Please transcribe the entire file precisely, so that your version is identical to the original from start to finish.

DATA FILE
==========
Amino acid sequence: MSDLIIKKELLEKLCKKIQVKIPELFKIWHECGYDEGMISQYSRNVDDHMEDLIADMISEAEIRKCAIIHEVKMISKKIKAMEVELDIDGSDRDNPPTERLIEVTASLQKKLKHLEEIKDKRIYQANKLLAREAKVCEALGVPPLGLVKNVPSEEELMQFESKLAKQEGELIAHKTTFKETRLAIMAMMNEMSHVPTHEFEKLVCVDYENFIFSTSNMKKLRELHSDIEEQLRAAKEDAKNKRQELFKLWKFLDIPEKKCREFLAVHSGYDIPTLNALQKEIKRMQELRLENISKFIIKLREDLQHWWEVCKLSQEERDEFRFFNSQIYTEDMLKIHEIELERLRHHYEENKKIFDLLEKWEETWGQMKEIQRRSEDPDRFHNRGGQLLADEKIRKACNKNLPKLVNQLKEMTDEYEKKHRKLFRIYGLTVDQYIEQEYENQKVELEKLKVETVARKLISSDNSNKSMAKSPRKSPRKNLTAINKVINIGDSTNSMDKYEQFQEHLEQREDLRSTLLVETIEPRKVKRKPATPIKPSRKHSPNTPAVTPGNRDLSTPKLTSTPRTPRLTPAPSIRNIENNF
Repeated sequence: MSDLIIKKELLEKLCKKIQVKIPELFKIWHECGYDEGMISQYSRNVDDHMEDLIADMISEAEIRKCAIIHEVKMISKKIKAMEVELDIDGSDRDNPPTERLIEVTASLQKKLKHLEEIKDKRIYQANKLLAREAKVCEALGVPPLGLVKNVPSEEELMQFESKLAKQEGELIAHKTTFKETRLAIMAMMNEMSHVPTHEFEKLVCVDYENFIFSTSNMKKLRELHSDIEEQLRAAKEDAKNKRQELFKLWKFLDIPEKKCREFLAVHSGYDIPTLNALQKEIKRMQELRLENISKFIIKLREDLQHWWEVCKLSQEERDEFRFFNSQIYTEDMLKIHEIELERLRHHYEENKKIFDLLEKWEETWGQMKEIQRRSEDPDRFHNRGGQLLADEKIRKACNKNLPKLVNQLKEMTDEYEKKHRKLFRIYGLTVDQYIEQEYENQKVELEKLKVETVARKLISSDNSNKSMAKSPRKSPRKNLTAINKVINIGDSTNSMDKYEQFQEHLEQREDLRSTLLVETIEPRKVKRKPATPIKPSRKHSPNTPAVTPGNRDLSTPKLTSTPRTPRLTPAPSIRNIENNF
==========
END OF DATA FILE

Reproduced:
Amino acid sequence: MSDLIIKKELLEKLCKKIQVKIPELFKIWHECGYDEGMISQYSRNVDDHMEDLIADMISEAEIRKCAIIHEVKMISKKIKAMEVELDIDGSDRDNPPTERLIEVTASLQKKLKHLEEIKDKRIYQANKLLAREAKVCEALGVPPLGLVKNVPSEEELMQFESKLAKQEGELIAHKTTFKETRLAIMAMMNEMSHVPTHEFEKLVCVDYENFIFSTSNMKKLRELHSDIEEQLRAAKEDAKNKRQELFKLWKFLDIPEKKCREFLAVHSGYDIPTLNALQKEIKRMQELRLENISKFIIKLREDLQHWWEVCKLSQEERDEFRFFNSQIYTEDMLKIHEIELERLRHHYEENKKIFDLLEKWEETWGQMKEIQRRSEDPDRFHNRGGQLLADEKIRKACNKNLPKLVNQLKEMTDEYEKKHRKLFRIYGLTVDQYIEQEYENQKVELEKLKVETVARKLISSDNSNKSMAKSPRKSPRKNLTAINKVINIGDSTNSMDKYEQFQEHLEQREDLRSTLLVETIEPRKVKRKPATPIKPSRKHSPNTPAVTPGNRDLSTPKLTSTPRTPRLTPAPSIRNIENNF
Repeated sequence: MSDLIIKKELLEKLCKKIQVKIPELFKIWHECGYDEGMISQYSRNVDDHMEDLIADMISEAEIRKCAIIHEVKMISKKIKAMEVELDIDGSDRDNPPTERLIEVTASLQKKLKHLEEIKDKRIYQANKLLAREAKVCEALGVPPLGLVKNVPSEEELMQFESKLAKQEGELIAHKTTFKETRLAIMAMMNEMSHVPTHEFEKLVCVDYENFIFSTSNMKKLRELHSDIEEQLRAAKEDAKNKRQELFKLWKFLDIPEKKCREFLAVHSGYDIPTLNALQKEIKRMQELRLENISKFIIKLREDLQHWWEVCKLSQEERDEFRFFNSQIYTEDMLKIHEIELERLRHHYEENKKIFDLLEKWEETWGQMKEIQRRSEDPDRFHNRGGQLLADEKIRKACNKNLPKLVNQLKEMTDEYEKKHRKLFRIYGLTVDQYIEQEYENQKVELEKLKVETVARKLISSDNSNKSMAKSPRKSPRKNLTAINKVINIGDSTNSMDKYEQFQEHLEQREDLRSTLLVETIEPRKVKRKPATPIKPSRKHSPNTPAVTPGNRDLSTPKLTSTPRTPRLTPAPSIRNIENNF